-- "It is our goal to appreciate and improve our talents, to share our own work and to communicate the joys of poetry with others. Everyone's poetry is valued."
River Junction Poets Mission Statement

Friday, April 18, 2008

Philip Levine

We met in January at the Barnes & Noble bookstore in Saginaw, Michigan to read poems by Detroit native Philip Levine. Maureen, who had gotten us interested in 2007 about Philip Levine, told us about Levine's interest in the Spanish Civil War. We talked about that civil war, among other things, as we read several of his poems and some of his autobiography. Maureen brought her signed copy of his autobiography.

As usual, we all signed a store newsletter for the River Junction Poets' scrapbook, and then we signed a birthday card to send. With the card we included an unsigned store newsletter. Barnes & Noble has generously and reliably mentioned our Poets Birthday Readings in their store newsletters ever since we started this activity in the summer of 2005. We wanted to send a newsletter to Philip Levine that listed our Philip Levine Birthday Reading, and that's what we did. We sent the newsletter with the birthday card that we all signed. Since he is no longer teaching in NY with Sharon Olds, I decided to send the card to him where he used to teach in Fresno, California. It took a while for the card to get to him, but eventually he got it. He wrote back shortly after that:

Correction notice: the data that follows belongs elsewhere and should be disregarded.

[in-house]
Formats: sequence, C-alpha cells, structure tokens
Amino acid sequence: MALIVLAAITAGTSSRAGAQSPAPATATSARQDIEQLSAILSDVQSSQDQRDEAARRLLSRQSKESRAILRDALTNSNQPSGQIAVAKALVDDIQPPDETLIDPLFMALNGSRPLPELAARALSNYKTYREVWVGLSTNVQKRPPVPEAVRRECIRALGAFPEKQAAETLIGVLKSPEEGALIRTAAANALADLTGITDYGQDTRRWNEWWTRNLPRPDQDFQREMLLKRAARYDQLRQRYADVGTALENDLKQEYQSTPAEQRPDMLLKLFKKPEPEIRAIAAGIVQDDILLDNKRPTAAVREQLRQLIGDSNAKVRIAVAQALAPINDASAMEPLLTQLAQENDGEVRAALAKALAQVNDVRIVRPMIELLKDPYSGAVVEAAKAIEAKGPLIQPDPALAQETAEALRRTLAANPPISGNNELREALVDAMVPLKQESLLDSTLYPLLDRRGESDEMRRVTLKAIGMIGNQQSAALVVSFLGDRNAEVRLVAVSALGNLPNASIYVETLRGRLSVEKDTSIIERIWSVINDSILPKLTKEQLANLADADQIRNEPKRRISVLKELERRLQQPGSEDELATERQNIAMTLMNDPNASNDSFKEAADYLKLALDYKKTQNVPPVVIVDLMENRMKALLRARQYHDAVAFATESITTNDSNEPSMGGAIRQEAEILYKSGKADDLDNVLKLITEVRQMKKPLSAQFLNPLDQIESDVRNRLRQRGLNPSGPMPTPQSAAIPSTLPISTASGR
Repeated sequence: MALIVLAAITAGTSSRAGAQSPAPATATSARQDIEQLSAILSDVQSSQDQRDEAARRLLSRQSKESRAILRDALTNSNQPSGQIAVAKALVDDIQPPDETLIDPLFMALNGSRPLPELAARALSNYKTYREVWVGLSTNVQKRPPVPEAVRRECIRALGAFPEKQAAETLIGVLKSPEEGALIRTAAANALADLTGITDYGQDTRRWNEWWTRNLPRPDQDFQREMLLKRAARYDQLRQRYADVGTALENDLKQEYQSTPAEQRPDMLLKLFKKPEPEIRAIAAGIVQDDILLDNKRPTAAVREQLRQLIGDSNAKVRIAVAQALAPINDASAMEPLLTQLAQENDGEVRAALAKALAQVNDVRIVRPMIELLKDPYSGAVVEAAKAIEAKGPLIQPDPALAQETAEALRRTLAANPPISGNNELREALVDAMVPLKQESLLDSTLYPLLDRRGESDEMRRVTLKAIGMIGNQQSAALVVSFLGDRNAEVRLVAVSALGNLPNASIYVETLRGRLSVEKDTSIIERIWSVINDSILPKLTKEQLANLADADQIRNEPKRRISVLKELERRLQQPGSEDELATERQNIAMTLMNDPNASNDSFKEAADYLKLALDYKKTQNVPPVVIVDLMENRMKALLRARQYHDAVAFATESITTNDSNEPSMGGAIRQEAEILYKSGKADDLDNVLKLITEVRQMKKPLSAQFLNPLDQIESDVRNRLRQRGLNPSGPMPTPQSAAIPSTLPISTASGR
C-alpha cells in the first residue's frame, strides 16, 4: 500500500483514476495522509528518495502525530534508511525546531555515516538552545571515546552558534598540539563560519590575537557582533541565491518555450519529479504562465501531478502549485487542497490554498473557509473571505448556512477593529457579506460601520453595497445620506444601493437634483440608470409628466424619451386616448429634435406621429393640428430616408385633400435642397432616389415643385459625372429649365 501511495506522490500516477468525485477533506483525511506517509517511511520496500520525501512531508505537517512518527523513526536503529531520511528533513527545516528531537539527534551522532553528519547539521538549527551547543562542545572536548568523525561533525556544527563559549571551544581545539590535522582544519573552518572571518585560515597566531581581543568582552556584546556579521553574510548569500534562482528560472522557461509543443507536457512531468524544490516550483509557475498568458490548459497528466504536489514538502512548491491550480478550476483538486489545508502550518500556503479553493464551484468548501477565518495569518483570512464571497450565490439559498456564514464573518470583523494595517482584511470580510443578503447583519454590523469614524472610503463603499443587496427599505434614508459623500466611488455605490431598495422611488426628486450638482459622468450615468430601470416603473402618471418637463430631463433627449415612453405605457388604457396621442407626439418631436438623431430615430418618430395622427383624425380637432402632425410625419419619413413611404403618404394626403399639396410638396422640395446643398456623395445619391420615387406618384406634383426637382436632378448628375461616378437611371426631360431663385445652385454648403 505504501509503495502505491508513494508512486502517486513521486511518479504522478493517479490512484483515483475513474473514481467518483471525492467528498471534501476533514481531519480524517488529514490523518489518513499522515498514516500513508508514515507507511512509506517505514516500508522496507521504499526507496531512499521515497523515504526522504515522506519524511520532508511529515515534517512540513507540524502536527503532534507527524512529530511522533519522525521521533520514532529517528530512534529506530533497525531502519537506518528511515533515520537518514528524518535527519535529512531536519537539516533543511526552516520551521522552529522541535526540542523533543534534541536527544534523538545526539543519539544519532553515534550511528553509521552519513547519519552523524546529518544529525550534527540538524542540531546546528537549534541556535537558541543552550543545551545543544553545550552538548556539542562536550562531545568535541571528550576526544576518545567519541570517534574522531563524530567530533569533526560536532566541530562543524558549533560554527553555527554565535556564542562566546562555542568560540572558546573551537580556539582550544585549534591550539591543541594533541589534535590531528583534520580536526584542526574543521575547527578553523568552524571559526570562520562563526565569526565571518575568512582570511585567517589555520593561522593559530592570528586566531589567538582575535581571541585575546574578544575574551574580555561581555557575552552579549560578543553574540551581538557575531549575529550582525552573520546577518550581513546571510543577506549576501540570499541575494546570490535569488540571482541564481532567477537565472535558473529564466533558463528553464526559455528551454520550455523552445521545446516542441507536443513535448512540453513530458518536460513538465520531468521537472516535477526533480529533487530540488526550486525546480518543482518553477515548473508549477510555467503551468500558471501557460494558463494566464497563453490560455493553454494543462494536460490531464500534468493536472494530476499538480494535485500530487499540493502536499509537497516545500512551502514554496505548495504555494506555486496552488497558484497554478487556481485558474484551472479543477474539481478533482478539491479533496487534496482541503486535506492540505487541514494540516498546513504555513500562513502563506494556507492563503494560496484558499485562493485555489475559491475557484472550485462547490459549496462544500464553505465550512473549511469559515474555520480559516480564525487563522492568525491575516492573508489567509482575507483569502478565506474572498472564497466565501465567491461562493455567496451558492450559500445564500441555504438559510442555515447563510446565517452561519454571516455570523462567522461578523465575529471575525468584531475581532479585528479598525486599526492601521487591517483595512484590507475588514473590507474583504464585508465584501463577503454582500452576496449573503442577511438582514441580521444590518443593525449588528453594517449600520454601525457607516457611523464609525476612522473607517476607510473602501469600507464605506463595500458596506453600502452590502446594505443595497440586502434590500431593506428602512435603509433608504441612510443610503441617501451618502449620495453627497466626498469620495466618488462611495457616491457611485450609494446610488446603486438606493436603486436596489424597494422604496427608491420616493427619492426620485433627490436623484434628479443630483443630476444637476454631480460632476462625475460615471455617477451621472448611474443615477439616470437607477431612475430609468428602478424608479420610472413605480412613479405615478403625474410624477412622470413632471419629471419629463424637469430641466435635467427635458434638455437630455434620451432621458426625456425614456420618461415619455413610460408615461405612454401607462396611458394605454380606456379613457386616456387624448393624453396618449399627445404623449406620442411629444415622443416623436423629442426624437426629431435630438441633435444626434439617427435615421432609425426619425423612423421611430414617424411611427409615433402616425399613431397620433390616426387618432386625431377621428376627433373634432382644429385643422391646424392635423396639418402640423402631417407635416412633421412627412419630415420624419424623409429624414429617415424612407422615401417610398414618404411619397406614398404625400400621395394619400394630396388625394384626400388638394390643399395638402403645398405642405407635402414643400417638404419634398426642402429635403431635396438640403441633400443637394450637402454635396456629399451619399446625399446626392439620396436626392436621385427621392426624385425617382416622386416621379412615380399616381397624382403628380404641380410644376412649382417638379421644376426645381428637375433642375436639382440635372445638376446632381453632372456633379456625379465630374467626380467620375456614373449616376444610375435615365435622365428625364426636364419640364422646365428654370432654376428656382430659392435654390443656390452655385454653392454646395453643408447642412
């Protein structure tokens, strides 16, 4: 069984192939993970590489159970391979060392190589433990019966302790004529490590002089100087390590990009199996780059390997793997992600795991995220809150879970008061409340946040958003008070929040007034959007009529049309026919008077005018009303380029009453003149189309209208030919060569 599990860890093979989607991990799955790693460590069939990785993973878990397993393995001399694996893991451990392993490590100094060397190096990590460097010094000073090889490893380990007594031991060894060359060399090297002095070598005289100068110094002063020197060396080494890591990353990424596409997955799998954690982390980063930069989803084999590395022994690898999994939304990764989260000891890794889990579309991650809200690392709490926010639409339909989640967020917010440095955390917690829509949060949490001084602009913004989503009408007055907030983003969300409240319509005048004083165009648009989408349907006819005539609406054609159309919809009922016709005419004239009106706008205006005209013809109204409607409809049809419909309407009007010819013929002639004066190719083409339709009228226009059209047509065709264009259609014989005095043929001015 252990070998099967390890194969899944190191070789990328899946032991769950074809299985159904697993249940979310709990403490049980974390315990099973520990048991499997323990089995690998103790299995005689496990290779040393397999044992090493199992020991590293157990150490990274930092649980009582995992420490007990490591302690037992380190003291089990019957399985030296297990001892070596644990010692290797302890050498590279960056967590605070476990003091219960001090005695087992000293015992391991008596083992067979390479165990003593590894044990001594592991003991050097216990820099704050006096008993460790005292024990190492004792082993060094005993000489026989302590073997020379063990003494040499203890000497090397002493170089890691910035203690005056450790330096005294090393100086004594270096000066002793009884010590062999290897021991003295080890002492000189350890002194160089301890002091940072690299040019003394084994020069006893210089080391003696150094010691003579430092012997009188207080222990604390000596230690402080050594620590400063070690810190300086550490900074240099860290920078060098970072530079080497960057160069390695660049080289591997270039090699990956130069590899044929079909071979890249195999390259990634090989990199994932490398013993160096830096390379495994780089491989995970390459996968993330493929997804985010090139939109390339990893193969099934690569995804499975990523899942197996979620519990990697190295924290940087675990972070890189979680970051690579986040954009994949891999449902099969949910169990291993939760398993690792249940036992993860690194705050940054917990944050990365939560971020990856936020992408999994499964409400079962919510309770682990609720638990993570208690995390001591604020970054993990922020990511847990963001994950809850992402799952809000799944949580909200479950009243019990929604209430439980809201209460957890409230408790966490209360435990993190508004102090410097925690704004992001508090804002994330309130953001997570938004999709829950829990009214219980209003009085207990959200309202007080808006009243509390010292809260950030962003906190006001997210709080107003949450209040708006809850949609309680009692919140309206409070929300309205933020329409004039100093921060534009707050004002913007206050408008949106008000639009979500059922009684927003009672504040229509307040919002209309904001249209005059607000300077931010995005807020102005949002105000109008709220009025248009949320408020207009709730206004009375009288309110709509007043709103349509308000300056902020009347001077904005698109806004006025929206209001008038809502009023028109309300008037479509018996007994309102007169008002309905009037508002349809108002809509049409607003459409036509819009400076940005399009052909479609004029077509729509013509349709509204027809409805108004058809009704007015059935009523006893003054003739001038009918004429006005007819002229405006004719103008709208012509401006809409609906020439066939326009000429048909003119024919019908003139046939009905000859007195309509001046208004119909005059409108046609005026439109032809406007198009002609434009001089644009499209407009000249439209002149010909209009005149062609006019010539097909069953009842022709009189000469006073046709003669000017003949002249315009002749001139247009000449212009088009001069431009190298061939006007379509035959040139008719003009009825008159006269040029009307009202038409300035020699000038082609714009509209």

Dear Poets of Junction City,

Thanks for your birthday greetings. They finally reached me. I retired from Fresno State back in '92.

It's wonderful to know the memory of the Spanish Civil War is alive & well in Saginaw. It was very much alive this fall in NYC; I spoke at a show of the photos of Gerda Taro, Robert Capa, & a living photographer from Spain who is part of a national project to focus attention on the horrors of Franco Spain. I just reread a book by Jose Yglesias on exactly that subject. It can break your heart. As one man said in 1972 not long before Franco died, "Spain is an 82-year-old senile man." Thank God, it's not the same Spain today.